Hare Krishnas used to pass out flowers at airports in the 1970s. If you accept an unsolicited gift, you are more likely to donate. That’s why brokers overwhelm you with mouse pads, golf balls and tickets to sporting events.

When I was a fund manager, brokers regularly took us to high-profile events. It’s how I first went to a Wimbledon tennis match. Consciously or unconsciously, I felt obliged to place my trades through these brokers.

The lesson?

“Free stuff” is never free. You end up paying one way or another.

5. Social Proof

We all look to others to confirm our decisions. To see others making the same choice makes us feel comfortable about our own.

Cialdini had one of his associates on the street look up into the sky. Bystanders then looked up into the sky to see what the associate was seeing.

The lesson?

Novice investors buy companies on the cover of Fortune magazine or what they hear from their friends. Don’t do that. Experienced investors are doing the opposite.

6. Authority

We tend to obey authority figures, even when their orders make no sense or are objectionable.

Cialdini cites the famous experiments by Stanley Milgram in the early 1960s. Most of Milgram’s subjects were persuaded to give electric shocks to Milgram’s associates because an authority in a white lab coat told them to do so.

Investors will often justify buying a stock by citing Goldman Sachs’ “Buy” recommendation. Jim Cramer recently said that “there is no ceiling on Tesla stock.”

The lesson?

Do your own thinking. Question authority.

How “Weapons of Influence” Apply to Investing

Cialdini did not have investors in mind when he developed his “weapons of influence.”

Yet the psychology behind each can impact your investment decisions in far more ways than you can imagine.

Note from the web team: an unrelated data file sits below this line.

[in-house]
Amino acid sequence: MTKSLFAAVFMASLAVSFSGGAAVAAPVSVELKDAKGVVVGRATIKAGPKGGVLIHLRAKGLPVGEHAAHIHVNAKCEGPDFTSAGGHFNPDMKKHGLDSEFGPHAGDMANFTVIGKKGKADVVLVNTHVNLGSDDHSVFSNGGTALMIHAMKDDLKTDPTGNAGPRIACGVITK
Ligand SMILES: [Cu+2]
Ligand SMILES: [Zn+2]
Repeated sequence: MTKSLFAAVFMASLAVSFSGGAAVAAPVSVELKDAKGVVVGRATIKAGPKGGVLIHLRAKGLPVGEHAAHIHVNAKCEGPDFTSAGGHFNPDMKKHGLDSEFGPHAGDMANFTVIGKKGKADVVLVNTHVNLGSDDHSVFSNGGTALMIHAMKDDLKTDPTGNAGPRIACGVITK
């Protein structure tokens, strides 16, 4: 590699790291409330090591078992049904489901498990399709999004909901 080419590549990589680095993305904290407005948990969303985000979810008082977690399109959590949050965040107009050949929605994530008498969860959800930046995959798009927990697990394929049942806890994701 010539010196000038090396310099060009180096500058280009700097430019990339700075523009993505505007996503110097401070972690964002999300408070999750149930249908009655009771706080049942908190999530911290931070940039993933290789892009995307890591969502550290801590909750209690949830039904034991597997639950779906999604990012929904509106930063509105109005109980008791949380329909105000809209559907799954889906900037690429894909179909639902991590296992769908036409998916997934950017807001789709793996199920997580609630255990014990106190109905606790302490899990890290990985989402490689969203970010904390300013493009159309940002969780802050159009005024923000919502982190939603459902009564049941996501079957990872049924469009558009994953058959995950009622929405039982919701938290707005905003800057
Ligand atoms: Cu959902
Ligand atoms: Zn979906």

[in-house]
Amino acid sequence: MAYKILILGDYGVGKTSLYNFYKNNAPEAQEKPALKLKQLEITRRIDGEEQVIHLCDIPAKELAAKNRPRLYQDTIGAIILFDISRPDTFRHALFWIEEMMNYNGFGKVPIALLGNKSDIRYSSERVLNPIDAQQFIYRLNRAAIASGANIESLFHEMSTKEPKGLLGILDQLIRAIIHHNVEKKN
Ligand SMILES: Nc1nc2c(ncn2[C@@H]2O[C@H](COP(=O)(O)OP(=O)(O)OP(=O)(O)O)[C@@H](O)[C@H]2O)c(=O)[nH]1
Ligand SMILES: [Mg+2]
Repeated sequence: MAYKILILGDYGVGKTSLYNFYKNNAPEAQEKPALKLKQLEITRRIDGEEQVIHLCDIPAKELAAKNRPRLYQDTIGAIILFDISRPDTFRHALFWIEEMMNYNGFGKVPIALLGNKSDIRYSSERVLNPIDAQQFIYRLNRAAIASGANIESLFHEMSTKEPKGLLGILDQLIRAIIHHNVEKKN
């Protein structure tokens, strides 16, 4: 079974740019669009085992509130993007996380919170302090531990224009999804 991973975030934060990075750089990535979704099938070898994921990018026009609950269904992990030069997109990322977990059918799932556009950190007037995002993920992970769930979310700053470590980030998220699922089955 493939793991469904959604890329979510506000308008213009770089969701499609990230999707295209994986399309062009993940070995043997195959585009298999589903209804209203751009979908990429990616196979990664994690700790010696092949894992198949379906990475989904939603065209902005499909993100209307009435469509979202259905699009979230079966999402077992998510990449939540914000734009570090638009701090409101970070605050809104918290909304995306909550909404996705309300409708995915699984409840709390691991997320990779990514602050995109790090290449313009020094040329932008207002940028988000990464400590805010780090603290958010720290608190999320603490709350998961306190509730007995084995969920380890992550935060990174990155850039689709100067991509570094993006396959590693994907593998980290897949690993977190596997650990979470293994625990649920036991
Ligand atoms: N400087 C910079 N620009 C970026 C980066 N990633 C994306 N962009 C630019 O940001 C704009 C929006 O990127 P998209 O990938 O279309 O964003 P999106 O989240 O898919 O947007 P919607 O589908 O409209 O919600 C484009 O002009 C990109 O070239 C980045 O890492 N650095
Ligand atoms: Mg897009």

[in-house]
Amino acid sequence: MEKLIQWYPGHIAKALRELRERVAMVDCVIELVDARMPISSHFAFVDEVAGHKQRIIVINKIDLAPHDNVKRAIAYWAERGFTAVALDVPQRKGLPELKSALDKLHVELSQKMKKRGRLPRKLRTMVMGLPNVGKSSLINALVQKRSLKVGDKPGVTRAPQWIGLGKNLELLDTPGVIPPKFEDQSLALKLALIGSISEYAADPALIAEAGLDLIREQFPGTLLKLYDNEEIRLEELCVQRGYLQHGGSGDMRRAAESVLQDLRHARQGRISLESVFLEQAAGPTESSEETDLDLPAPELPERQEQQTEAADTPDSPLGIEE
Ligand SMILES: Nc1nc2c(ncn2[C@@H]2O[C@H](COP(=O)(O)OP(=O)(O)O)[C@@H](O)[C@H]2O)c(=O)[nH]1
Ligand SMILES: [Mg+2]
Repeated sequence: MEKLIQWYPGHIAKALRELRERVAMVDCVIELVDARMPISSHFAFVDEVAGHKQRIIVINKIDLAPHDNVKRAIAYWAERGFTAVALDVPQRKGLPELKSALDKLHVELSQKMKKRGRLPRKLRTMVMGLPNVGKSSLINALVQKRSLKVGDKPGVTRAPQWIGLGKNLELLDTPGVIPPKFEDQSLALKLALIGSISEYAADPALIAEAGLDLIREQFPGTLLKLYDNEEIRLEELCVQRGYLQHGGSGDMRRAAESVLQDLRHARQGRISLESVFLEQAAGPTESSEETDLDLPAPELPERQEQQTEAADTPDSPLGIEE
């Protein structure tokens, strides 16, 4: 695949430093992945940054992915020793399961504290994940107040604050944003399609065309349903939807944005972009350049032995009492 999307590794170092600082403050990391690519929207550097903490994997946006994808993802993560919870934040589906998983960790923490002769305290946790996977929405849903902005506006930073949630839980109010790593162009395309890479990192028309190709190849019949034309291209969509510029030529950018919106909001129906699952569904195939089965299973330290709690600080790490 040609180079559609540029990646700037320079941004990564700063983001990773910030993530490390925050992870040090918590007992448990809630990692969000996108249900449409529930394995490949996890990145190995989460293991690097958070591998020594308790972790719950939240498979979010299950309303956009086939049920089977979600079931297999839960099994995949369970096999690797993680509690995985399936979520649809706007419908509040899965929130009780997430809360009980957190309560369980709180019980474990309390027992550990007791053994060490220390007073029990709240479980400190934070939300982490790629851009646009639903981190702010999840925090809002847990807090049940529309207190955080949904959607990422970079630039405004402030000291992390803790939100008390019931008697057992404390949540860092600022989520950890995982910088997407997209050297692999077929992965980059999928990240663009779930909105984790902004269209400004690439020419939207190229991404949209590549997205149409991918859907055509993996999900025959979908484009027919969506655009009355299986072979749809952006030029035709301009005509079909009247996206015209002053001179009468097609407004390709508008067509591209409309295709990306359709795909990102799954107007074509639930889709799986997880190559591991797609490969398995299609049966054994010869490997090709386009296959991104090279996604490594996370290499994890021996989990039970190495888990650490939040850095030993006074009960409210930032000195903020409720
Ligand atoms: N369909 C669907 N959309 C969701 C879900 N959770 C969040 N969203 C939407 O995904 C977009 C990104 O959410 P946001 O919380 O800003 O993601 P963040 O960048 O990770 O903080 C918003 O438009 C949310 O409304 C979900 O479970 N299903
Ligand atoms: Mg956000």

How does Cialdini manage his own money, given his insights?

In turns out that Cialdini has invested the bulk of his assets in Berkshire Hathaway (NYSE: BRK-B) for decades.

He entrusts his investment portfolio to two investors – Warren Buffett and Charlie Munger – who Cialdini knows have read and understood Influence‘s lessons.

So if you want to improve your investment decision making, I recommend you read and study Influence: The Psychology of Persuasion.

It will be one of the most influential books you’ve ever read.

Good investing,

Nicholas

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About

An accomplished investment advisor and widely recognized expert on quantitative investing, global investing and exchange-traded funds, Nicholas has been a regular commentator on CNN International and Fox Business Network. He has also been cited in The Wall Street JournalFinancial TimesNewsweek, Fox Business News, CBS, MarketWatch, Yahoo Finance and MSN Money Central. Nicholas holds a bachelor’s and a master’s from Stanford University and a J.D. from Harvard Law School. It’s no wonder his groundbreaking content is published regularly in the free daily e-letter Liberty Through Wealth.